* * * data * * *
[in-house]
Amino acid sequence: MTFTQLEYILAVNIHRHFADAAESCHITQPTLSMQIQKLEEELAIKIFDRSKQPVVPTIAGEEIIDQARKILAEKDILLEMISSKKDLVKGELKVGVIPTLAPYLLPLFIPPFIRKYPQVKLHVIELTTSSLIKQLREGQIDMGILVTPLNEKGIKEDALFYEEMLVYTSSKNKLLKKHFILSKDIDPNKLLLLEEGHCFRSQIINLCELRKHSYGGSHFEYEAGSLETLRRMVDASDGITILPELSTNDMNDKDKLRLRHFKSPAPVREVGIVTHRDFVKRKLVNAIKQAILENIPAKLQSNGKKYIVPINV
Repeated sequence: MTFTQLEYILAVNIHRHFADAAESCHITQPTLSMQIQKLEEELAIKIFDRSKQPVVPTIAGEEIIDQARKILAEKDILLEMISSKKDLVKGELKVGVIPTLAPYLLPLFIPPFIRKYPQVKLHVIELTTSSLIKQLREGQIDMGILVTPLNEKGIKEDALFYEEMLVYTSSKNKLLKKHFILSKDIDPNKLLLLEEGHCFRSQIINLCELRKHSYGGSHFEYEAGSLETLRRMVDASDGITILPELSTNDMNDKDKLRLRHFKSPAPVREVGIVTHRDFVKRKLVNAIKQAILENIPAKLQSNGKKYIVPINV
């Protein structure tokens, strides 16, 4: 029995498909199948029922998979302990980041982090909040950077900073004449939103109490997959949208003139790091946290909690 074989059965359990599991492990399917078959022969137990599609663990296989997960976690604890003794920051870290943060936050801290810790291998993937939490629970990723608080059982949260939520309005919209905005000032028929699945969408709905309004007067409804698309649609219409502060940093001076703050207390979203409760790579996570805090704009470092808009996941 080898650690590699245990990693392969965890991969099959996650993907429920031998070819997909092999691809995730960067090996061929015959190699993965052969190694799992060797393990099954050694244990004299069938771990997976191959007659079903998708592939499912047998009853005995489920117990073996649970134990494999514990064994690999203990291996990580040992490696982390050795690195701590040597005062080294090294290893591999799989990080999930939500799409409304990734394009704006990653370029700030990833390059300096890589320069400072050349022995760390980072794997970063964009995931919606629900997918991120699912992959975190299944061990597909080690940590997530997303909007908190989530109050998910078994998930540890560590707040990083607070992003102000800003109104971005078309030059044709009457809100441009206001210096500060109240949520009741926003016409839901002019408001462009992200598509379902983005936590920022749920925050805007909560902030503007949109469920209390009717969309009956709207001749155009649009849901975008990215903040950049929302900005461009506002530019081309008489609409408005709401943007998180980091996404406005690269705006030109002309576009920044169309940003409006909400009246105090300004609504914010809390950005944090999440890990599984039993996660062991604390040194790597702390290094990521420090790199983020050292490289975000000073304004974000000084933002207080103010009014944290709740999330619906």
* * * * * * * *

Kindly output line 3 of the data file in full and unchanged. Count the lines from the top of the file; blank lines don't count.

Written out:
Repeated sequence: MTFTQLEYILAVNIHRHFADAAESCHITQPTLSMQIQKLEEELAIKIFDRSKQPVVPTIAGEEIIDQARKILAEKDILLEMISSKKDLVKGELKVGVIPTLAPYLLPLFIPPFIRKYPQVKLHVIELTTSSLIKQLREGQIDMGILVTPLNEKGIKEDALFYEEMLVYTSSKNKLLKKHFILSKDIDPNKLLLLEEGHCFRSQIINLCELRKHSYGGSHFEYEAGSLETLRRMVDASDGITILPELSTNDMNDKDKLRLRHFKSPAPVREVGIVTHRDFVKRKLVNAIKQAILENIPAKLQSNGKKYIVPINV